Friday, July 7, 2017

From the Writer's Studio: The Vexing Chasm of Formatting and Brain Speed Differential

I write fast, really fast, and since the advent of smart phones and social media, I think my once endless scrawls of chicken scratch note pads have become clearer, more concise, and have benefited overall from the option of frequent revision and end up edited many more times than was possible for a work jotted down in pen, or even cranked out an old school typewriter with and "erase ribbon". After all, nowadays we can alter even after the fact, as I often do here on the Gauntlet - publishing a post, and then going back into it several times whenever I happen to notice an error or two.

It's a problem of diligence I expect.

I think that we all, writers or not, can accept the need for text of whatever sort to be grammatically correct, to not display sloppy typos, or boast misspellings galore. I know that as a multiple-awarded screenwriter I get much more roasted by friends when I let a misplaced apostrophe fly in a facebook thread rant. I mean, I know I WILL HEAR something like: "Hey, I thought you were a writer, man." But, I still do it, and it seems that every once in a while, even when trying my best, a few glitches in the Matrix slip by me, as I assume they do to pretty much everyone else as well.

As I said, I write fast, which probably has to do with a conditioned hyper-kinetic element lodged somewhere in the right side of my brain, which is complicated further by the fact that the human mind is forced to filter out the grand majority of sense based information which heads our way pretty much non-stop from alpha to omega. Otherwise, we would be completely overwhelmed and be "not functional". Thus, our brains make do with what attention we can spare, and what percentage of information available to us at any given time. We can make heads or tails of large passages of text that is almost word soup, and still be able to suss out, by a process that is known as psycho-linguistic cognition, "word shape", which is the opposite of the "shape of letters".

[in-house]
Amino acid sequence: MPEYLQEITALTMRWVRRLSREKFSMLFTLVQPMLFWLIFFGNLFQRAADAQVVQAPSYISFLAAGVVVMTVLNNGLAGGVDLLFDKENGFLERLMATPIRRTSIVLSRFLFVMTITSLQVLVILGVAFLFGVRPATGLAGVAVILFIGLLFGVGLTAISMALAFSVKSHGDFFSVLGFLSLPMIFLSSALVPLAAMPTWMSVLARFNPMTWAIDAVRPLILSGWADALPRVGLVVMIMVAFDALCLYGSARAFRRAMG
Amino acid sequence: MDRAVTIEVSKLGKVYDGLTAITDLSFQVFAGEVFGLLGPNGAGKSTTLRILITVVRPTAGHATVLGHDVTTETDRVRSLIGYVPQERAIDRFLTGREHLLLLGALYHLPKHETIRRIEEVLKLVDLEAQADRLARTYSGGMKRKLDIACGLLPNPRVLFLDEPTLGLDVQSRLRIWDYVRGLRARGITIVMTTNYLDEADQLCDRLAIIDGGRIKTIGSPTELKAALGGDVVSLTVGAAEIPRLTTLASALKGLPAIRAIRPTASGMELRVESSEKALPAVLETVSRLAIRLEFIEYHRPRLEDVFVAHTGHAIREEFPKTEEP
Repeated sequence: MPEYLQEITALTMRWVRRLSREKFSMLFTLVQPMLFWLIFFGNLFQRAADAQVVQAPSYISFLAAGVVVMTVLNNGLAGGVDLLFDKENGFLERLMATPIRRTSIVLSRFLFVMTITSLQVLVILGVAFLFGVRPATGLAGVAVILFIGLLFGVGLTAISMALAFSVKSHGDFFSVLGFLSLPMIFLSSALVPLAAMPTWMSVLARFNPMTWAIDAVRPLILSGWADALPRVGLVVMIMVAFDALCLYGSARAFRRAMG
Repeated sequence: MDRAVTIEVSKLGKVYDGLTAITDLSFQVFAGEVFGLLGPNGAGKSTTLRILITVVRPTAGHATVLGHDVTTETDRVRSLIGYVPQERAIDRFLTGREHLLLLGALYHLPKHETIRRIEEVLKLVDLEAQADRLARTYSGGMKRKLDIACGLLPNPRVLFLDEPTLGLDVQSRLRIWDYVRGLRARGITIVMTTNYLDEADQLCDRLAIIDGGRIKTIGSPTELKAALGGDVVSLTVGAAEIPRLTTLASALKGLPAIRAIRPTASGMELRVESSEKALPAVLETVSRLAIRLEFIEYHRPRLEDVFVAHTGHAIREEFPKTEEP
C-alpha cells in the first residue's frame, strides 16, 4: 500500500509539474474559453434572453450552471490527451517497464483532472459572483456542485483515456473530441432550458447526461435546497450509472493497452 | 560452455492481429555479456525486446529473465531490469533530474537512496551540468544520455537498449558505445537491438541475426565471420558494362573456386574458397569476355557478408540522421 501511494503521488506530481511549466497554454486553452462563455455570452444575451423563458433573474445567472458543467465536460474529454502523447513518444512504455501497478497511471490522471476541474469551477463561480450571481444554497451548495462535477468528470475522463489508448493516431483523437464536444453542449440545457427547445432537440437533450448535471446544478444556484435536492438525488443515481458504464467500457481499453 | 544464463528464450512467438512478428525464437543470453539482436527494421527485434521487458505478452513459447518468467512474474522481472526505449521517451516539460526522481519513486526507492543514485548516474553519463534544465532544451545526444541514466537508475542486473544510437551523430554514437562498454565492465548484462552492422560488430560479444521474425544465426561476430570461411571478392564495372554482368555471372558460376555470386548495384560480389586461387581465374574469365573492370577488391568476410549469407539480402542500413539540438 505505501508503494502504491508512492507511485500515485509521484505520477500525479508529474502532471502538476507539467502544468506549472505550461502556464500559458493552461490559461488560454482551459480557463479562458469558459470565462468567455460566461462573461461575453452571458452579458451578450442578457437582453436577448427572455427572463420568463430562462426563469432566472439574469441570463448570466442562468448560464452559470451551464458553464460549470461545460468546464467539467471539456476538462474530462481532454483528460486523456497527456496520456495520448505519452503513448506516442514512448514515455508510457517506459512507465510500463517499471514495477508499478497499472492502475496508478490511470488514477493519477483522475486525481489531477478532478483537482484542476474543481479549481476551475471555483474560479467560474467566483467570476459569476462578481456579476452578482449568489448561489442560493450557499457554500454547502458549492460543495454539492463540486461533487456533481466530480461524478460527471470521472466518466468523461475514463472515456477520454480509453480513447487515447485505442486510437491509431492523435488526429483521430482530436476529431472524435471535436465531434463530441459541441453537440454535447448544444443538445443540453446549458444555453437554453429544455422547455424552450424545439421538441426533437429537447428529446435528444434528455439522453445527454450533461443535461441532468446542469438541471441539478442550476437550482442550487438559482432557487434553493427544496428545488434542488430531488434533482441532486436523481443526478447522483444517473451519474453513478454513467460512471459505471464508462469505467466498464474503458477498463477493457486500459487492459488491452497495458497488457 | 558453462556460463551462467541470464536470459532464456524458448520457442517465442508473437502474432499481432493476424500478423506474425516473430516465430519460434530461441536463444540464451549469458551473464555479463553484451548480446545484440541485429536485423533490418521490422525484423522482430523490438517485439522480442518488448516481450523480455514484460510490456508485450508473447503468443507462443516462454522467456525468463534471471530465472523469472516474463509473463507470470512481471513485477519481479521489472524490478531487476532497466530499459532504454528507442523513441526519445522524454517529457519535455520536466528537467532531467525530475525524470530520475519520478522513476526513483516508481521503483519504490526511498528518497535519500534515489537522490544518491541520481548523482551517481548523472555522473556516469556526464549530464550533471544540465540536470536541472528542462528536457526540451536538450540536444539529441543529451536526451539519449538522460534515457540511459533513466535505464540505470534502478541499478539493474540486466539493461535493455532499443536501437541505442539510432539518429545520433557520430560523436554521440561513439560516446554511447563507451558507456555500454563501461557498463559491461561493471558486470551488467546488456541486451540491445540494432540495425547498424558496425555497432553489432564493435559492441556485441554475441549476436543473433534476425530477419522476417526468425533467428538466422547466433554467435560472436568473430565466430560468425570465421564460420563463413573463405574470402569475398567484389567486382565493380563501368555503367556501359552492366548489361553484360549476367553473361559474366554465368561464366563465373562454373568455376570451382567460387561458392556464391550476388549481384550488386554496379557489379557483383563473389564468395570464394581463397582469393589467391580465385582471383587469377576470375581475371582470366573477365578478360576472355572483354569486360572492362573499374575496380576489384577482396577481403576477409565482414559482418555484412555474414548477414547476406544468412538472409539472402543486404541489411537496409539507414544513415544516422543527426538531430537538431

From the Brain Sciences Unit of Cambridge University on-line, and citing Dr. George Rawlinson of the Psychology Department of the University of Nottingham. In an unpublished PHD thesis in 1976, Rawlinson laid out the significance of letter position in regard to word recognition, and I expect that just the first two lines alone convey his point demonstrably.

It deosn't mttaer in waht oredr the ltteers in a wrod are, the olny iprmoetnt tihng is taht the frist and lsat ltteer be at the rghit pclae... it doesn't matter in what order the letters in a word are, the only important thing is that the first and last letter be at the right place.

Now, I'm not trying to totally pass the buck here, and blame my identification as "Mr. Typo" on some innate condition. I'm just trying to put it into perspective.

I must admit that I am much more of a creator than a nit-picker, and I am a million more times interested in the curve of the story and the meaning behind a work than to let a stray error ruin it for me. Likewise, if the prose is beautiful or the descriptive or dialog is gut-wrenching, I'm not the one to focus on that colon which should have been a semi-colon. But, saying all this, my best advice for anyone who is trying to write their  first great novel, script, etc., is to learn all of the rules, and at least try to shake out the bugs. If worst comes to worst there are software programs like Celtx and Final Draft to help you with the layout and neatness on the page. But, auto-correct can only go so far, so for God's sake get someone, or many someones, who have eyes for it, to look over your stuff with a fine tooth comb.

I'm not promising that if you read up on formatting, dedicate yourself to scouring it line by line, and roping in every friend and relation you have, that you will not find a lost typo on your hundred-and-fiftieth revision. You probably will. But as with story and dialog, the craft of being a writer, or being any sort of artist, is a goal of always improving across the board, often in imperceptible increments.

If you are committed to the process of gradual improvement, and take it upon yourself to make words like "revision" and "editing" synonymous with "writing", then the one thing I can promise is that your work will be better perceived by a public and industry who are far too eager to slam the door in your face for any excuse they can find.

Till next time - Captain Typo...away!

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